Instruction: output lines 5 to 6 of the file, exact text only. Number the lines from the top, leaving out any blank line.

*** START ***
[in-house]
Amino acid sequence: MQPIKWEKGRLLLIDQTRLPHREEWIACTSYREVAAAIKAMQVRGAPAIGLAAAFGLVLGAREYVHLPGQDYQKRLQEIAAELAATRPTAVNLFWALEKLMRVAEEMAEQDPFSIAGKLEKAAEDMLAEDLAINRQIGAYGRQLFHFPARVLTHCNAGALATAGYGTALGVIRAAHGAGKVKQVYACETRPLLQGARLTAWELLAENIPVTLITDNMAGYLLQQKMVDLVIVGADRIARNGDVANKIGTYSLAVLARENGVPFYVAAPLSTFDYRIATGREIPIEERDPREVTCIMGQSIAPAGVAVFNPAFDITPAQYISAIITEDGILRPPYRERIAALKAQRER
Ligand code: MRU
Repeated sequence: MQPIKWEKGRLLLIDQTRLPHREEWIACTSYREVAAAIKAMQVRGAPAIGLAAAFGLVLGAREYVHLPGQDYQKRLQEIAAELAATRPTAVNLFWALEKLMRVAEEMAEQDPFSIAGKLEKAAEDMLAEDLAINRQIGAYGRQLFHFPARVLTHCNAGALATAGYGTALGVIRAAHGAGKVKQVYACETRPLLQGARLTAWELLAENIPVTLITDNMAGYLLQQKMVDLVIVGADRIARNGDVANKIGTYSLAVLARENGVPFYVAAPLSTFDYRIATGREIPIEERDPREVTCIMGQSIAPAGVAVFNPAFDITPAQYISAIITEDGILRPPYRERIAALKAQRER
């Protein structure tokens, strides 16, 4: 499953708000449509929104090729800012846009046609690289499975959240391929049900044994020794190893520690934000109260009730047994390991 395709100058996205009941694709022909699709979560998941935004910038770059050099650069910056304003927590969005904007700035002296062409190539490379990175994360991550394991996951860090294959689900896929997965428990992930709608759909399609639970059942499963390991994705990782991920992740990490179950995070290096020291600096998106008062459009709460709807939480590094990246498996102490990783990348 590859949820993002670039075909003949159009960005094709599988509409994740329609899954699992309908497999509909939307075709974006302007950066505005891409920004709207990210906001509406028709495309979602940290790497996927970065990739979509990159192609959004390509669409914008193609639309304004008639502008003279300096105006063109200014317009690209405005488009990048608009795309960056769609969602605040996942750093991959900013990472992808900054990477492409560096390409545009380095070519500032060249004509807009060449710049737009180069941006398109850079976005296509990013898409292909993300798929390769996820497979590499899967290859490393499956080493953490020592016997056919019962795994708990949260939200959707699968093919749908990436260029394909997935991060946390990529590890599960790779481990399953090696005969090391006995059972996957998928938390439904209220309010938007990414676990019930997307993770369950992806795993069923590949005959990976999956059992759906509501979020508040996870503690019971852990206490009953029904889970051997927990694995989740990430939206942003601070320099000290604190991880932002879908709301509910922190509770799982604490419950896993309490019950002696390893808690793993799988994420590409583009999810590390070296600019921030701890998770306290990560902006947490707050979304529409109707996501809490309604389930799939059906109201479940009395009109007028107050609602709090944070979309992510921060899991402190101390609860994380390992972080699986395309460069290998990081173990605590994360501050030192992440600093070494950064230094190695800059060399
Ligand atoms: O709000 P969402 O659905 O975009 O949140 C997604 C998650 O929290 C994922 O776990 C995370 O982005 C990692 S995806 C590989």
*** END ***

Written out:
């Protein structure tokens, strides 16, 4: 499953708000449509929104090729800012846009046609690289499975959240391929049900044994020794190893520690934000109260009730047994390991 395709100058996205009941694709022909699709979560998941935004910038770059050099650069910056304003927590969005904007700035002296062409190539490379990175994360991550394991996951860090294959689900896929997965428990992930709608759909399609639970059942499963390991994705990782991920992740990490179950995070290096020291600096998106008062459009709460709807939480590094990246498996102490990783990348 590859949820993002670039075909003949159009960005094709599988509409994740329609899954699992309908497999509909939307075709974006302007950066505005891409920004709207990210906001509406028709495309979602940290790497996927970065990739979509990159192609959004390509669409914008193609639309304004008639502008003279300096105006063109200014317009690209405005488009990048608009795309960056769609969602605040996942750093991959900013990472992808900054990477492409560096390409545009380095070519500032060249004509807009060449710049737009180069941006398109850079976005296509990013898409292909993300798929390769996820497979590499899967290859490393499956080493953490020592016997056919019962795994708990949260939200959707699968093919749908990436260029394909997935991060946390990529590890599960790779481990399953090696005969090391006995059972996957998928938390439904209220309010938007990414676990019930997307993770369950992806795993069923590949005959990976999956059992759906509501979020508040996870503690019971852990206490009953029904889970051997927990694995989740990430939206942003601070320099000290604190991880932002879908709301509910922190509770799982604490419950896993309490019950002696390893808690793993799988994420590409583009999810590390070296600019921030701890998770306290990560902006947490707050979304529409109707996501809490309604389930799939059906109201479940009395009109007028107050609602709090944070979309992510921060899991402190101390609860994380390992972080699986395309460069290998990081173990605590994360501050030192992440600093070494950064230094190695800059060399
Ligand atoms: O709000 P969402 O659905 O975009 O949140 C997604 C998650 O929290 C994922 O776990 C995370 O982005 C990692 S995806 C590989």